Lu Xun and Huysmans: A Trans-Continental Conversation with Baudelairean Aestheticism in the Late 19th/Early 20th Century
Jin Yun Chow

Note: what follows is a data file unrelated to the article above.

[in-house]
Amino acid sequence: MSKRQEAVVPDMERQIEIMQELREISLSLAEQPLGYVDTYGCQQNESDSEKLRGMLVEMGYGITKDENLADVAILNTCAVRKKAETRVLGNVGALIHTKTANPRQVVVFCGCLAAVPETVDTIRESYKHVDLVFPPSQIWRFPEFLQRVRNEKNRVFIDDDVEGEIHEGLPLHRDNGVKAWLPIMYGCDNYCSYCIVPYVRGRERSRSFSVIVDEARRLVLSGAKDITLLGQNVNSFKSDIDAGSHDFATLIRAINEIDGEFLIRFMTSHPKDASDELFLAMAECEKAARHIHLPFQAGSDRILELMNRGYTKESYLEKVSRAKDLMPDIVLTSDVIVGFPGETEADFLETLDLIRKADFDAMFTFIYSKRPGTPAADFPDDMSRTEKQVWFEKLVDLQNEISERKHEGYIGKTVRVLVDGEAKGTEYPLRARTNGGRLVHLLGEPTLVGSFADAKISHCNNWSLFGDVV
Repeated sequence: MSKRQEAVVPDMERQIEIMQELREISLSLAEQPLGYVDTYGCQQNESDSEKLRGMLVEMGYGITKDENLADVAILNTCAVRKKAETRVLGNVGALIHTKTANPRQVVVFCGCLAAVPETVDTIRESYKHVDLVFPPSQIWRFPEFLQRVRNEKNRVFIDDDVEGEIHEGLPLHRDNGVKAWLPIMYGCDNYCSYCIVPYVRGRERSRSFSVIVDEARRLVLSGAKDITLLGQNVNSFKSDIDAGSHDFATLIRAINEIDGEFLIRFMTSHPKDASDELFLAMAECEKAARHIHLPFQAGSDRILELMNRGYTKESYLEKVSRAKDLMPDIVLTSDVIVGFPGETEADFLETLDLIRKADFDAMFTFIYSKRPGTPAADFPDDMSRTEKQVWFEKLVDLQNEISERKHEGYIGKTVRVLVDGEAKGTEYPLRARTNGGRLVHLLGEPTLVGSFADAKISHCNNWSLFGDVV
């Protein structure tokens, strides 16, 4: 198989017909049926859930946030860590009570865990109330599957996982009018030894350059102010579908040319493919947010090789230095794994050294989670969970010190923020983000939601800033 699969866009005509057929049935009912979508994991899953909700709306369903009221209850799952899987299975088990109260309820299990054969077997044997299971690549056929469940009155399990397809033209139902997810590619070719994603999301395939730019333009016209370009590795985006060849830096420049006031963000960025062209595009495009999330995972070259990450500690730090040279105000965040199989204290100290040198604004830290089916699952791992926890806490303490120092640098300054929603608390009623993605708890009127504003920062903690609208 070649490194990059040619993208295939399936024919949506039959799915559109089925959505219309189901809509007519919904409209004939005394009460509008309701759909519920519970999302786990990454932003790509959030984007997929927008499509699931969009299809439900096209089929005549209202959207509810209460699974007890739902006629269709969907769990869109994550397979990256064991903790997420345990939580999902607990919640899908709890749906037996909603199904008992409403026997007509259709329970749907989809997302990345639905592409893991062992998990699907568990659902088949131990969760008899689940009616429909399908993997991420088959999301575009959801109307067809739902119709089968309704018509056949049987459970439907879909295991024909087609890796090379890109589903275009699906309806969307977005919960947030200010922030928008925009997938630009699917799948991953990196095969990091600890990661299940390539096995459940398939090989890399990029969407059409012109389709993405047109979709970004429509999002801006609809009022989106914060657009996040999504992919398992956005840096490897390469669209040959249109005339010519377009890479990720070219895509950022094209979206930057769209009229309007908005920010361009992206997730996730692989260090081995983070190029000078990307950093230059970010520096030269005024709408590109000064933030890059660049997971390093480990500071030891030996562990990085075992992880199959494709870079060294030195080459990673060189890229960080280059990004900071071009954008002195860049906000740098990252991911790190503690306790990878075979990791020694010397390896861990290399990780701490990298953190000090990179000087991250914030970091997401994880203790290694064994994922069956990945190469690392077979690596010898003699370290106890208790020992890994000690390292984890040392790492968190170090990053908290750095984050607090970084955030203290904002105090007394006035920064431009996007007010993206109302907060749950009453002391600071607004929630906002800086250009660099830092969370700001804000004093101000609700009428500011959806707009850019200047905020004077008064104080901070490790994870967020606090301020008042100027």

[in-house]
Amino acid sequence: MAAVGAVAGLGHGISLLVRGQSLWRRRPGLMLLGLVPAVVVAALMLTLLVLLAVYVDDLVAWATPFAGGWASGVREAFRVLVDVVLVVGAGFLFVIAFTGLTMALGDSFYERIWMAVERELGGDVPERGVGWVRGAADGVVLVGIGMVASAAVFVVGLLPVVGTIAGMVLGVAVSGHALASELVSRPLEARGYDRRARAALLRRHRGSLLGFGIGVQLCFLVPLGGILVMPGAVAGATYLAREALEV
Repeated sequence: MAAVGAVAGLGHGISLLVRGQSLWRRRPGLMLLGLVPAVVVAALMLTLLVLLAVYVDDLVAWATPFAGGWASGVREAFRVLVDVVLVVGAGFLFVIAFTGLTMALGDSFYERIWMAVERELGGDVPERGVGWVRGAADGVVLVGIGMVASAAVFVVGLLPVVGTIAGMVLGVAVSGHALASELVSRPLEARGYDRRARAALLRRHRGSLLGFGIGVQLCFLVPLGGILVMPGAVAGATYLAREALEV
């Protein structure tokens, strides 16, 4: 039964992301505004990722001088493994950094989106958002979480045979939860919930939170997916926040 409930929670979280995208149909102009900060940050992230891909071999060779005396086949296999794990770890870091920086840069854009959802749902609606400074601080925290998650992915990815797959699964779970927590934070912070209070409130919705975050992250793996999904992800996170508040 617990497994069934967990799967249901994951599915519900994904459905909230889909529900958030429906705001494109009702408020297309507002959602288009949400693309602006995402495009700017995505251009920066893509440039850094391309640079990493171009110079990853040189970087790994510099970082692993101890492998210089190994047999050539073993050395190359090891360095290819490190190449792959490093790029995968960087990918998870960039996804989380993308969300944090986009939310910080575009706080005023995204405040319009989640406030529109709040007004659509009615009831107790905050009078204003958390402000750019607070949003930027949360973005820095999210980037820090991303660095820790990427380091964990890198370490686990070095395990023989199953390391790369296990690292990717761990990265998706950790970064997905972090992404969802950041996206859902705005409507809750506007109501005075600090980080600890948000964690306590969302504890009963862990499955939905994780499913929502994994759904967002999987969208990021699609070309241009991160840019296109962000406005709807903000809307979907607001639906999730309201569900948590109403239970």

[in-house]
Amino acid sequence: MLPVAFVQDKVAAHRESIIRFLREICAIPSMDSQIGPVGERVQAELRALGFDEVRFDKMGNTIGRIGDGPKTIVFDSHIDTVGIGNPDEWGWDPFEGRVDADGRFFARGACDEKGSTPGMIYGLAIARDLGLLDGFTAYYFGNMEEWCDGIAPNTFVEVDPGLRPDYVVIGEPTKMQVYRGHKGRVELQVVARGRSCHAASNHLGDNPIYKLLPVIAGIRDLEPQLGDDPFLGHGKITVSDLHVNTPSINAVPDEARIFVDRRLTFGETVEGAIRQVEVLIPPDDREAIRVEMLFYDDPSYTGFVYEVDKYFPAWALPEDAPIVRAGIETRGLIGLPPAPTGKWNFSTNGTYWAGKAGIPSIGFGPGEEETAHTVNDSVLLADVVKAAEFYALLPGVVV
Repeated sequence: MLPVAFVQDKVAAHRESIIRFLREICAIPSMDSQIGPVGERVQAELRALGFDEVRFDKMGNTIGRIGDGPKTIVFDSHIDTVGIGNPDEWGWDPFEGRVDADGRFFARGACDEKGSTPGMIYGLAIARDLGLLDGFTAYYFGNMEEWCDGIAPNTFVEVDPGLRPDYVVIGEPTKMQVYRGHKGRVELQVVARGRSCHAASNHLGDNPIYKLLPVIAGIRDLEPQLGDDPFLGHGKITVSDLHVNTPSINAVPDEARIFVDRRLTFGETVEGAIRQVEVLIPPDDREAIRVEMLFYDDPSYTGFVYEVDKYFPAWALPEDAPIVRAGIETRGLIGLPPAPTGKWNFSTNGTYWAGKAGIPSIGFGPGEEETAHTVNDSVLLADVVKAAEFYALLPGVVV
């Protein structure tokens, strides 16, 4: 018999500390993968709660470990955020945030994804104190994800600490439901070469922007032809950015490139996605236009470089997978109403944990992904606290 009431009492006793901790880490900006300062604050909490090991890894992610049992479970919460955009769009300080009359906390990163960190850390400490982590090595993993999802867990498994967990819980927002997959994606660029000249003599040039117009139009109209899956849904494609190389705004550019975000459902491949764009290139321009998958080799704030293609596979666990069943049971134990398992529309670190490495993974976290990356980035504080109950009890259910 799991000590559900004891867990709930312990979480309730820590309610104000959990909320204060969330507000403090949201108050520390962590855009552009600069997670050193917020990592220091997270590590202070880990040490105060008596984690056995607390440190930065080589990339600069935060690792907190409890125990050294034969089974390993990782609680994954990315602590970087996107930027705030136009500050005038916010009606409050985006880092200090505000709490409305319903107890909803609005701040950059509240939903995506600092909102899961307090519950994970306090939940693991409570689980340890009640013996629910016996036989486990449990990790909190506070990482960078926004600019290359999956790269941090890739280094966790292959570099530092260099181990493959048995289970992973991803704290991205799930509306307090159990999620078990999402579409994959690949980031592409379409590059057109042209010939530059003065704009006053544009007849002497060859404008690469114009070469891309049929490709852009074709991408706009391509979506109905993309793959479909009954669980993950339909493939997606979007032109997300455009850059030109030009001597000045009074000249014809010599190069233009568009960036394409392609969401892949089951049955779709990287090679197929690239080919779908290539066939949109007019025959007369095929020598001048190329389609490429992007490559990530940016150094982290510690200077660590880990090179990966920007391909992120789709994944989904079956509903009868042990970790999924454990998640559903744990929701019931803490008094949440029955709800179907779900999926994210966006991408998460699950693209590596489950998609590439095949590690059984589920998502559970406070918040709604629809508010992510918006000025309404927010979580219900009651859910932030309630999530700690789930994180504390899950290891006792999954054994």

This paper puts 20th century Chinese novelist Lu Xun in conversation with 19th century French decadent novelist J.-K. Huysmans through examining their creative responses to Baudelairean aestheticism. Baudelaire’s radical proposal of “art for art’s sake” (l’art pour l’art) ripped through France in the late 19th century, giving rise to a momentous push-back against the longstanding tradition of literature as a reflection of social mores and ethical values. Huysmans’s seminal work À rebours is seen as the epitome of this aestheticist tradition, where the practical functionality of art is reduced to mere sensual pleasure. By contrast, upon Lu Xun’s exposure to Baudelaire’s ideas in the 20th century, he responded in a way that, at first glance, seems very different than Huysmans’s approach. Lu Xun shuns the idea that art has no purpose; in his short story collection Wandering, he makes the case that art as literature has an obligation towards edification and is shackled to the representation of reality. Yet, a closer look at these two authors’ implicit reactions to the principle of aestheticism shows that perhaps Huysmans’s stance on the “utility of art” is in fact much more aligned with Lu Xun’s anti-aestheticism than his status as a “Decadent” might lead one to think. This paper analyzes the ways in which these two seemingly incommensurable fictional texts are in fact (1) reacting to the same set of ideas proposed by Baudelaire, and (2) through drastically different tropes and techniques, reflect a very similar skepticism about the philosophy of art for art’s sake.